New Year’s Eve music shows
New Year’s Eve celebrations are as much about marking the end of something as they are about kicking off the new year with a fizzy bang. Putting a period at the end of the sentence that was 2018 feels like the reason to get festive this year, more so than anticipating the glories of 2019. As with the end of 2016 and 2017, the general sentiment seems to be: Things can’t get much worse, can they? Well, we’ll see. As the Trump White House spirals into even more convulsions of mean and alarming chaos, with government shutdowns and high-profile defections, and as international reports about the impending turmoil of sped-up climate change paint a grim picture of the future, many of us feel ready to put 2018 behind us. A little music is in order to help do the job. The annual batch of local New Year’s Eve festivities provides a nice way of getting out with people, avoiding the broadcast inanities of the Times Square ball-drop programming, which is a peculiar mix of death-march and interminable telethon. Plus, it’s not every week (or every year) that you get to party on a Monday night without the dread of facing the routines of the world, the office, and workplace on Tuesday.
The Mantras at The Blind Tiger
Greensboro’s own eclectic long-form jammers, the Mantras, play a New Year’s Eve show at the Blind Tiger. At its core is a musical relationship and collaboration between founding members, one that goes back over a dozen years. The band can hopscotch from groove to boogie, to swamp rock to prog to metal, salsa, jazz, reggae and beyond. They’re not into getting pinned down, and listeners can expect a musical journey that moves with loose-limbed ease. See the Mantras with special guest the Wright Ave at The Blind Tiger, 1819 Spring St., Greensboro. The show starts at 8:30 p.m. and tickets range from $15 to $200.
The Plaids at The Ramkat
As Neil Young once sang: “Live music is better…”
And that dictum helps explain why you are in fact better off going to see the Plaids perform than just sitting around and cranking the etched-in-your-brain retro party anthems that the band churns through in their festive live shows. This is fist-pumping nostalgia music, A+ wedding band jams. If you view the ‘80s as a cultural golden age, the Plaids are your party band. Any band that can list, alphabetically, the influence of songs like Tom Petty’s “American Girl,” Poison’s “Every Rose Has Its Thorns,” Prince’s “Purple Rain,” the Ramones’ “I Wanna Be Sedated,” REO Speedwagon’s “Take It On the Run,” Right Said Fred’s “I’m Too Sexy,” the Romantics’s “What I Like About You” and Sir Mix-A-Lot’s “Baby Got Back” is obviously not putting all of their pop eggs in one basket. It’s true that mindless hookiness might be given a higher value here than depth, subtlety, and meaning, but when you’re looking to obliterate the bad juju of a tainted year, brainless sing-along nuggets (and the sedative/depressant of your choice) might be the best medicine. As the Plaids say, in fittingly ironic Gen-X pop-culture style: Strong enough for a man, but made for a woman. See the Plaids at The Ramkat, 170 W. Ninth St., Winston-Salem, at 9 p.m. and tickets range from $25 to $50.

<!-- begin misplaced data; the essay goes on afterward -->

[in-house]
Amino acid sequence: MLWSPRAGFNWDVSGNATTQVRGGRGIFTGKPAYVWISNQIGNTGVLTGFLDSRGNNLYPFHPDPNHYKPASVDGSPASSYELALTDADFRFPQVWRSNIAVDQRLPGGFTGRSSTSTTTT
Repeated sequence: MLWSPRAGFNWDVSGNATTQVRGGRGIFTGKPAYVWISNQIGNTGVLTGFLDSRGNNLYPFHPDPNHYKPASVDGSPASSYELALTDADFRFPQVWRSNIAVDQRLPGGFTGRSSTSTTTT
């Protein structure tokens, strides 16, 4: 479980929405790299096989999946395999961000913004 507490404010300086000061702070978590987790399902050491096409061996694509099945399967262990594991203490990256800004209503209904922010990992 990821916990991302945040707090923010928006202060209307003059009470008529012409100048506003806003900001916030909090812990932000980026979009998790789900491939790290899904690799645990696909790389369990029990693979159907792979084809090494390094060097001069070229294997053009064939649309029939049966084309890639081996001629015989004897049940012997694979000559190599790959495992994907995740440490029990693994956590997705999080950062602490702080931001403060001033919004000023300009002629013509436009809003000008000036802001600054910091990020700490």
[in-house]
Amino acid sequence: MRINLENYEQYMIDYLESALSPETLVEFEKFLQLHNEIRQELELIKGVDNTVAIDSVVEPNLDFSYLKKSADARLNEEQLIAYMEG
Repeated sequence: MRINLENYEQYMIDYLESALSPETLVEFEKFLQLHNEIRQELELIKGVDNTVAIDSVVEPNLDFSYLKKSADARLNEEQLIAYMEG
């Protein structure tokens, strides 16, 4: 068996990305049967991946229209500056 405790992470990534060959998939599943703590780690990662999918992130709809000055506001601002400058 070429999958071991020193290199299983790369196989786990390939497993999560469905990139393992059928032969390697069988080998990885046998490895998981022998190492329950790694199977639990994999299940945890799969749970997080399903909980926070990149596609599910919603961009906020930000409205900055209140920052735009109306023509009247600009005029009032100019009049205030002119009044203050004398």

Viva La Muerte at Little Brother Brewing
Matthew Armstrong and his band Viva La Muerte are a band that plays American roots music with a dark, psychedelic vein. The Greensboro-based band takes a stab at coming to terms with what you might call the New Weird America, meaning their music has a historical scope and sweep. Armstrong writes songs with a poetic heft to them. He’s not afraid to try to dissect the creeping craziness that has infiltrated American political life, but he’s also keen to give respect to the power of simple emotion, tradition, and pleasure. Dark clouds on the horizon can make for a powerful, dramatic landscape, and in his songs, Armstrong takes the scenery in. If you’re looking for a New Year’s Eve celebration that isn’t characterized by reckless abandon but has notes of circumspection, Viva La Muerte will play a show that keeps things in perspective. Viva La Muerte plays Little Brother Brewing, 348 S. Elm St., Greensboro.
Bassnectar at Greensboro Coliseum
If sonic oblivion is what you crave, Bassnectar might deliver it in racing BPM doses. If you believe in the body/mind divide, dubstep is focused primarily on the first part of that split. This is music designed to accelerate pulses, to overwhelm senses and to generally manipulate your neurons through a combination of volume and cell-messaging low-end. Bassnectar will perform in a fashion that will basically shut down the mind, in a good way. Bassnectar, the stage name of the Bay Area-based producer and DJ Lorin Ashton, began releasing records over 15 years ago. This is music that is about how beats can alter our physiological systems, nudge our heart in different directions and possibly propel us into new places and dimensions. If you have faith in the transformative power of dance music, Bassnectar and his sonic force are with you. This event also features G Jones, Anna Morgan, EPROM, and Manic Focus. See Bassnectar’s New Year’s Eve 360 Degrees at the Greensboro Coliseum, 1921 West Gate City Blvd, Greensboro, at 8 p.m. and tickets start at $89.99.
John Adamian lives in Winston-Salem, and his writing has appeared in Wired, The Believer, Relix, Arthur, Modern Farmer, the Hartford Courant and numerous other publications.